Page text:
Women in STEM: Closing the Gap

Economists around the world emphasize the benefits of integrating more women into the workforce. While we are seeing slow growth in women’s presence in many sectors, the Science, Technology, Engineering, and Math (STEM) fields at the core of innovation seem to be especially lacking in girl power.

In 2014, women comprised approximately 47 percent of the U.S. workforce. Within the innovation-focused STEM fields, women only account for about 19.5 percent. This underrepresentation of women is not only holding women back from success and achieving their full potential, but also preventing the U.S. economy from realizing the wide array of benefits which come from increasing women’s labor force participation.

Why We Need More Women in STEM

When women get involved in STEM fields, they are rewarded. Compared to similar women who are working in non-STEM fields, the salaries of women  in STEM are 33 percent higher. For men, the difference is only 25 percent. Not only are salaries higher, but the gender pay gap is also smaller. A 2011 U.S. Department of Commerce study found that the average gap is 21 percent in non-STEM jobs. For STEM jobs, this gap is only 14 percent.

Women aren’t the only ones who benefit. Companies that place an emphasis on gender equality and hiring women tend to see positive impacts on their productivity and success. For companies marketing to women, the Harvard Business Review has shown that having input from women improves their “likelihood of success” by 144 percent. Innovative firms, along with many traditional businesses, can benefit from having female perspectives to help reach female customers.

Gender diversity in the workplace also enhances creativity among workers. When researchers at the University of Maryland and Columbia University teamed up to study top leadership in Standard and Poor’s Composite 1500 list, they found that female representation in leadership positions is associated with a $42 million increase in average firm value. They also saw that companies which emphasized innovation received higher financial gains when women were in top management.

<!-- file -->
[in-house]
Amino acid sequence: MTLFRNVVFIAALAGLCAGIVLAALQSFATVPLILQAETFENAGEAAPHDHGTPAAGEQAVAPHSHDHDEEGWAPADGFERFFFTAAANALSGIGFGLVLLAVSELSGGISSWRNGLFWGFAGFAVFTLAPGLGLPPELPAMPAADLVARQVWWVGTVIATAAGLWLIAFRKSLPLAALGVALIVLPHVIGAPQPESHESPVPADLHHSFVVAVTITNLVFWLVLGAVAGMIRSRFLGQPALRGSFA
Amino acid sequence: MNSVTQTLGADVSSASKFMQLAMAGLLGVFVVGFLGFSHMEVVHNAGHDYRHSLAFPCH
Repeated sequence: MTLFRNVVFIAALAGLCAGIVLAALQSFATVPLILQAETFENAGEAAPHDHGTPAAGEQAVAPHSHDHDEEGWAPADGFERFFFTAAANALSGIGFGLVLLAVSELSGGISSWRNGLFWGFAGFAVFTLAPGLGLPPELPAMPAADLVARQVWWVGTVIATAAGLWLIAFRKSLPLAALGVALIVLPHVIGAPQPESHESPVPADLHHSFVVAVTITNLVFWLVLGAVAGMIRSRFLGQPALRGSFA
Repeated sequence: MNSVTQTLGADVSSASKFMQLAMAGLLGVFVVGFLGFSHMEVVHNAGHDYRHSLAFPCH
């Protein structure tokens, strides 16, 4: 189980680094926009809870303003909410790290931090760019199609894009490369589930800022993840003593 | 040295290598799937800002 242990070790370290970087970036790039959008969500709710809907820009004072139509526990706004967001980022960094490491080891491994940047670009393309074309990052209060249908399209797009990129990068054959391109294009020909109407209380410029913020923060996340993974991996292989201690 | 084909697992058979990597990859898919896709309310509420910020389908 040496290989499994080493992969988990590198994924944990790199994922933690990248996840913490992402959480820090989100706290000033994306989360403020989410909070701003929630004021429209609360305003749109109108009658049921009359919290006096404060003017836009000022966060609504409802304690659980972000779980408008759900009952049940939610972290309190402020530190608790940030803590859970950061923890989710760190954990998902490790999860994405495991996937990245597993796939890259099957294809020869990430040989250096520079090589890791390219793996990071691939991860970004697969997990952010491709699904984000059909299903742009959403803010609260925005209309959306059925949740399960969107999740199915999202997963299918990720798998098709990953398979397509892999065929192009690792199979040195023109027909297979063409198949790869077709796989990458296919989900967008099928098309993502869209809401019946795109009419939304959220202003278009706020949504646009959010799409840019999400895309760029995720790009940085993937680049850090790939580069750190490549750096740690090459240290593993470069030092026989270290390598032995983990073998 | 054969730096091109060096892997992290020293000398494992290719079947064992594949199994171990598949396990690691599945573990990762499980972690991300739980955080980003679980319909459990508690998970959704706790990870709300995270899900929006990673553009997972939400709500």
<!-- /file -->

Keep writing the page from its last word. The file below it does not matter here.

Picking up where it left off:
U.S. Initiatives to Empower STEM Women

The Obama Administration has made efforts to increase women’s involvement in STEM. In 2009, President Barack Obama created the White House Council on Women and Girls, a team that coordinates U.S. policy, legislation, and programs to address the needs of women and girls.  The Council has made women’s involvement in STEM a particular priority. They have announced multiple initiatives, like Title IX protections for equal education, work-life balance programs, and speaking tours for successful women innovators. The administration also made efforts to eliminate the gender pay gap through the creation of an Equal Pay Task Force in 2010 and an executive order affecting federal contractors in 2014.

Obama Signs the Executive Order creating the White House Council on Women and Girls

These actions alone cannot address the full extent of gender inequality. However, they may improve the situation. Policies that encourage girls to explore their interest in STEM give girls the opportunity to develop passions in these fields. Once these passions become careers, flexible and non-discriminatory policies in the workplace can incentivize women to stay involved in STEM throughout their careers.

Women in STEM around the World

In North America and Western Europe, on average, only 32 percent of researchers, defined as “professionals engaged in the conception or creation of new knowledge, products, processes, methods and systems and also in the management of the projects concerned,”  are women. Japan, one of the leading tech development nations, has a mere 15 percent. Surprisingly, Central Asia has the highest average proportion of women researchers, with 47 percent.

The United Kingdom ranks second in world scientific achie1512b16-women-in-science-interactive-map-researchers-un1-1vement, behind the United States. 35.7 percent of researchers in the UK are women. Within solely STEM fields, though, the proportion of women is even lower: only 14.4 percent. This trend is apparent across many of the nations with the highest investments and achievements in STEM.

Differences in gender norms affect incentives for women to enter these fields. In some regions, like India, women are expected to be caretakers and homemakers. Their participation in STEM, and the workforce in general, is therefore often very low. On the other end of the spectrum, there are certain areas in Asia where gender stereotypes regarding math and science are less prevalent. In these areas, STEM interest is greater among women than men.

Culture clearly has an effect on the proportion of women who get involved in STEM professions. A prevailing stereotype exists in American society that women are inferior to men in math and science. Although this stereotype has been proven untrue, societal beliefs and expectations can have an effect on women’s empowerment. Research by Claude M. Steele shows the effects of stereotypes on performance and self-perception. If we want to see a change in the proportion of women in STEM, we need to change our culture.

What is the Future for Women in STEM?

Remedying the gender gap in innovation fields is not a simple or quick process. It requires a combination of education for girls, policy changes that eliminate barriers for women workers, cultural changes, shifts in societal prioritization of gender equality, and much else besides. At the current progress rate, we are a long way from eliminating the gender gap. However, with concerted effort from policymakers, educators, and employers, there is hope for a fairer and more productive future.

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